Jeffrey Johnson is a legal writer with a focus on personal injury. He has worked on personal injury and sovereign immunity litigation in addition to experience in family, estate, and criminal law. He earned a J.D. from the University of Baltimore and has worked in legal offices and non-profits in Maryland, Texas, and North Carolina. He has also earned an MFA in screenwriting from Chapman Univer...

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UPDATED: Mar 28, 2016

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InternetIt seems that the more over-the-top a negative review is, the likelier a court will find it protected as free speech.

While the First Amendment to the US Constitution says that Congress shall make no law “abridging the freedom of speech,” there are several exceptions to free speech: one of them is defamation/libel. You’re not allowed to spread lies about someone.

How can you tell whether a negative review posted online is protected as free speech or is libel that the reviewer could be sued for writing?

A recent case from the Oregon Supreme Court, Neumann v. Liles, provides some guidance.

Carol Neumann sued Christopher Liles for a negative review he posted on Google Reviews regarding a wedding venue she owns, Dancing Deer Mountain.

The Review

The headline for the review was, “Disaster!!!!! Find a different wedding venue.” The review said:

There are many other great places to get married, this is not that place! The worst wedding experience of my life! The location is beautiful the problem is the owners. Carol (female owner) is two faced, crooked, and was rude to multiple guest[s]. I was only happy with one thing. It was a beautiful wedding, when it wasn’t raining and Carol and Tim stayed away. The owners did not make the rules clear to the people helping with set up even when they saw something they didn’t like they waited until the day of the wedding to bring it up. They also changed the rules as they saw fit. We were told we had to leave at 9pm, but at 8:15 they started telling the guests that they had to leave immediately. The ‘bridal suite’ was a tool shed that was painted pretty, but a shed all the same. In my opinion [s]he will find a why [sic] to keep your $500 deposit, and will try to make you pay even more.

Three-Part Defamation Test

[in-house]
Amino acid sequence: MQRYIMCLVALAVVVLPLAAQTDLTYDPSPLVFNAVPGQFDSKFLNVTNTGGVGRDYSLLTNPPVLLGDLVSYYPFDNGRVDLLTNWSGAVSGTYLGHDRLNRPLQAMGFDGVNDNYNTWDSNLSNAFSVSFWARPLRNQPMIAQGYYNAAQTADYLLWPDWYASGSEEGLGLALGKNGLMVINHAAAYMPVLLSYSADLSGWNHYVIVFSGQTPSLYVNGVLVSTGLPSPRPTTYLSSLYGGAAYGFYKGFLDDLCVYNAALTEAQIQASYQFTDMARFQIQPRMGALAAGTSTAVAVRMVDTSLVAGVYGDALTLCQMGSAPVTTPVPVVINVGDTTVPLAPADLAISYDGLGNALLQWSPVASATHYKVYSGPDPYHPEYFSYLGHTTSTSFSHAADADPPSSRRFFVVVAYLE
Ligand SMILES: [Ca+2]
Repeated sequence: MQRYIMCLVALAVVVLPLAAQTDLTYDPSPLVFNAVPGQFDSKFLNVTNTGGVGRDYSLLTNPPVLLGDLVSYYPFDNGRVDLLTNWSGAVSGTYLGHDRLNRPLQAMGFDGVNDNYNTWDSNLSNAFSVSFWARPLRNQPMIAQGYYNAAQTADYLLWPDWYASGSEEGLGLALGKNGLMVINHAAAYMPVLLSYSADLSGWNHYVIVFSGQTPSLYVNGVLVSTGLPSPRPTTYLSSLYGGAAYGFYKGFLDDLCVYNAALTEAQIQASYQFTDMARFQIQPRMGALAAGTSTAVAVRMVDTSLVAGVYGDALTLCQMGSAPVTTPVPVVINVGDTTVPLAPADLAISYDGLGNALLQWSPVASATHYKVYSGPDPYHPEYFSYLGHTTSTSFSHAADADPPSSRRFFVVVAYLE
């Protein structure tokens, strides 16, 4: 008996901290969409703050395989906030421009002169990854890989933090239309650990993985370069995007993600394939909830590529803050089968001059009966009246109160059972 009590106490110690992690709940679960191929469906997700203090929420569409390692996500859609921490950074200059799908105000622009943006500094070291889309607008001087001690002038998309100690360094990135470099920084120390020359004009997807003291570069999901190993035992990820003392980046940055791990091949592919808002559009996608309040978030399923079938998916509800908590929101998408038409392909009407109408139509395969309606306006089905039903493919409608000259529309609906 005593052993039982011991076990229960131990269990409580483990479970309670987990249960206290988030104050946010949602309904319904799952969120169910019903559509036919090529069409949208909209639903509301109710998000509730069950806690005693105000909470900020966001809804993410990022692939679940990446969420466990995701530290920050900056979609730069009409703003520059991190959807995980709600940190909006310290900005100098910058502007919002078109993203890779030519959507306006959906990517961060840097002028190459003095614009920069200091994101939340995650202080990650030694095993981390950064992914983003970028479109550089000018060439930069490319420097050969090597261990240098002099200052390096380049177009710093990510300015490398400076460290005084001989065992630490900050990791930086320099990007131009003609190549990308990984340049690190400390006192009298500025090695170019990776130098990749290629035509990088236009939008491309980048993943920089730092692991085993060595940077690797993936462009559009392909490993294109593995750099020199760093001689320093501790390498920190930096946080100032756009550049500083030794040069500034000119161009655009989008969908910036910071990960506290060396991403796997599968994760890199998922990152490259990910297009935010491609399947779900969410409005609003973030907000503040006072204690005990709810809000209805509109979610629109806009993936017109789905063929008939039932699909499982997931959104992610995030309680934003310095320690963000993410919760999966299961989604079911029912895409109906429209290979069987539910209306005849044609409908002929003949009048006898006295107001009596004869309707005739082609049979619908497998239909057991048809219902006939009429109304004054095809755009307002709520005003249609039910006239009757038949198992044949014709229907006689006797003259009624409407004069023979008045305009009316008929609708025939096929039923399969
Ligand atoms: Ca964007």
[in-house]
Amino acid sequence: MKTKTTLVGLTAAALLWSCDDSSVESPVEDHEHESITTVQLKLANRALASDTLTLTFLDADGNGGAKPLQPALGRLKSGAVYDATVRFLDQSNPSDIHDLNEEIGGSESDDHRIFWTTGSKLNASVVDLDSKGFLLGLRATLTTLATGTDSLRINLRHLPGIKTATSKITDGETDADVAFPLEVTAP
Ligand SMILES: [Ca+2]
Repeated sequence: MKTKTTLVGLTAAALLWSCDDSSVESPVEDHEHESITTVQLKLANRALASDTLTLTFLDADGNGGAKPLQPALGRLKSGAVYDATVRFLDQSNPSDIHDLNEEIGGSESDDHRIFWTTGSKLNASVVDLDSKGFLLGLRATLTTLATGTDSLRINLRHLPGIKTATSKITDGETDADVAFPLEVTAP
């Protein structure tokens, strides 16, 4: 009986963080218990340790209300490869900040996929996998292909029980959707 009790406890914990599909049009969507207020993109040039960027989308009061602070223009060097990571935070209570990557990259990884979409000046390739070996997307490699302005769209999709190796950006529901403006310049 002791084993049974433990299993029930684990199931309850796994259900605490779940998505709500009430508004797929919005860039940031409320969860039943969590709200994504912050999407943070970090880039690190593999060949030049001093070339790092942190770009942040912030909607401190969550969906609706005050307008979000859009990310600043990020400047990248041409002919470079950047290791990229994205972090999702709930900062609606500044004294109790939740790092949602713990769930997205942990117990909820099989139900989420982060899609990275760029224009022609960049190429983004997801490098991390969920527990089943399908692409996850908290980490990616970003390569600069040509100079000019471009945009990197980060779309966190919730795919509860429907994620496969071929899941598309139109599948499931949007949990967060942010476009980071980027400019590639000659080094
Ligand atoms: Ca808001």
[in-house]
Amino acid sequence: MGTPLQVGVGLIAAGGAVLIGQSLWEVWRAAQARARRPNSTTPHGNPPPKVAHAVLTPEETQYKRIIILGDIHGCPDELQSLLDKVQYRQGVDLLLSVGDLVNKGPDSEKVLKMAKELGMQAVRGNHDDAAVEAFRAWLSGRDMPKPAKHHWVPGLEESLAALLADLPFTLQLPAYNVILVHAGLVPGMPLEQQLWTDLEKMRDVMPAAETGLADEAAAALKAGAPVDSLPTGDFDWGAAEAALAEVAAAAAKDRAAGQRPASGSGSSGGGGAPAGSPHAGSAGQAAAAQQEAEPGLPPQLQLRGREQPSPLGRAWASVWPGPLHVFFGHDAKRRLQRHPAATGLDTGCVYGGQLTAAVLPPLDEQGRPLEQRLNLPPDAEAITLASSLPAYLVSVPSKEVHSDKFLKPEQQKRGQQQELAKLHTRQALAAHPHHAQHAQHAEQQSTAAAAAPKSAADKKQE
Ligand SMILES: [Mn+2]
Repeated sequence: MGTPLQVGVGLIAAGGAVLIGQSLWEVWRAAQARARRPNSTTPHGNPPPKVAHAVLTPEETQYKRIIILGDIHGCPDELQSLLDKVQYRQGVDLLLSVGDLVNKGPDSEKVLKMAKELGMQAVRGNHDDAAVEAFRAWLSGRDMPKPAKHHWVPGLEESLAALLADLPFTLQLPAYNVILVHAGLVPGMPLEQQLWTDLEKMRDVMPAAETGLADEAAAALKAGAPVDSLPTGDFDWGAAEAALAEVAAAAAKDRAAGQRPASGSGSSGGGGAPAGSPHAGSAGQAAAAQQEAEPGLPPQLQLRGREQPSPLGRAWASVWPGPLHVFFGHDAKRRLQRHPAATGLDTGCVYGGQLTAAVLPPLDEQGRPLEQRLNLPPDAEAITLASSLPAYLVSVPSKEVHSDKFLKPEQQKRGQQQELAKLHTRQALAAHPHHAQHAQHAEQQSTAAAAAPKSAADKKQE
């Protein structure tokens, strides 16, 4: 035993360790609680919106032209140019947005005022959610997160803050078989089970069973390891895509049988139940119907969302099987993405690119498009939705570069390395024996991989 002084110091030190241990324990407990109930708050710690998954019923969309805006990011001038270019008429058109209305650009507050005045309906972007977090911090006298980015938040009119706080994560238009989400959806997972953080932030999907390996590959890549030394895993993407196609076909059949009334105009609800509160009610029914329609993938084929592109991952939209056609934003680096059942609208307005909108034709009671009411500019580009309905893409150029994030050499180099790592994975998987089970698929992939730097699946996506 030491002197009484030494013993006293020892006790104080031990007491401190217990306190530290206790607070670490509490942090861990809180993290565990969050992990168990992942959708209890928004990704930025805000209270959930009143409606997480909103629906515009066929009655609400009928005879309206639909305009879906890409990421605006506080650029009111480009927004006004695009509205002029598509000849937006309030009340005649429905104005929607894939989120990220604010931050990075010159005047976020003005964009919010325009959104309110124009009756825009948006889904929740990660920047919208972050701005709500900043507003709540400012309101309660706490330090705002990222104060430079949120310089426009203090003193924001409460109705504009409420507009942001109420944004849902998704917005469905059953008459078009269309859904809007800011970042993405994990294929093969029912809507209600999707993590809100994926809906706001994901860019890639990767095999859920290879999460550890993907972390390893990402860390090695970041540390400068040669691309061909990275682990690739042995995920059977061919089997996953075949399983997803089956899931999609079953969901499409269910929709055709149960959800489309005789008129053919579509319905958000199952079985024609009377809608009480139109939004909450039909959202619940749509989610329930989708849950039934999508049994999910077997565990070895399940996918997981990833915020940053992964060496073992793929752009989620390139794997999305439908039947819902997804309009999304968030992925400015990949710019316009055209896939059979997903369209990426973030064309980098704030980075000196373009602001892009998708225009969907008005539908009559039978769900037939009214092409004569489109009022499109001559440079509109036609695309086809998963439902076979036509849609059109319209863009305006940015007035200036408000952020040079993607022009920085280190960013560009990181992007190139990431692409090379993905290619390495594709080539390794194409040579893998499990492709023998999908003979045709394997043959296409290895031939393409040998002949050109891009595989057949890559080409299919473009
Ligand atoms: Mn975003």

In Unelko Corp. v. Rooneythe Ninth Circuit Court of Appeals came up with a three-part test for defamation that has been widely used by other courts, including the Oregon Supreme Court in deciding the Neumann case.

A basic part of the law regarding defamation is you can’t be sued for stating an opinion that can’t be proved true or false; you can only be sued for stating something that is demonstrably false.

In Unelko the court came up with the following test:

  1. Is the language so figurative or hyperbolic that it would negate the impression that it was a statement of fact?
  2. Is the “general tenor” of the statement such that it would negate an initial impression that the statement was a statement of fact?
  3. Can the assertion be proven true or false?

The Decision

The court found that Liles review was not a statement of objective fact; rather it was an opinion on matters of public concern, and as such was protected as free speech under the first amendment. Relative to the three-part test the court found:

  1. The language was full of hyperbole, including “disaster,” “the worst wedding experience,” etc.
  2. The general tenor of the piece, including the headline, “Disaster!!!!!” clearly implies a statement of opinion.
  3. Statements such as “in my opinion, [s]he will find a why [sic] to keep your $500 deposit, and will try to make you pay even more” cannot be proven.

Takeaways

Truth is always a defense against defamation; if a statement can be proved true, it’s not defamatory.

A review that is clearly “over the top,” filled with hyperbolic language, will be likelier to be found to be an opinion than a calmer, more objective-sounding, “factual” review. This may not be good news for business owners, as a review with hyperbolic language may be capable of causing more harm to the business than a calmer, but still negative, review.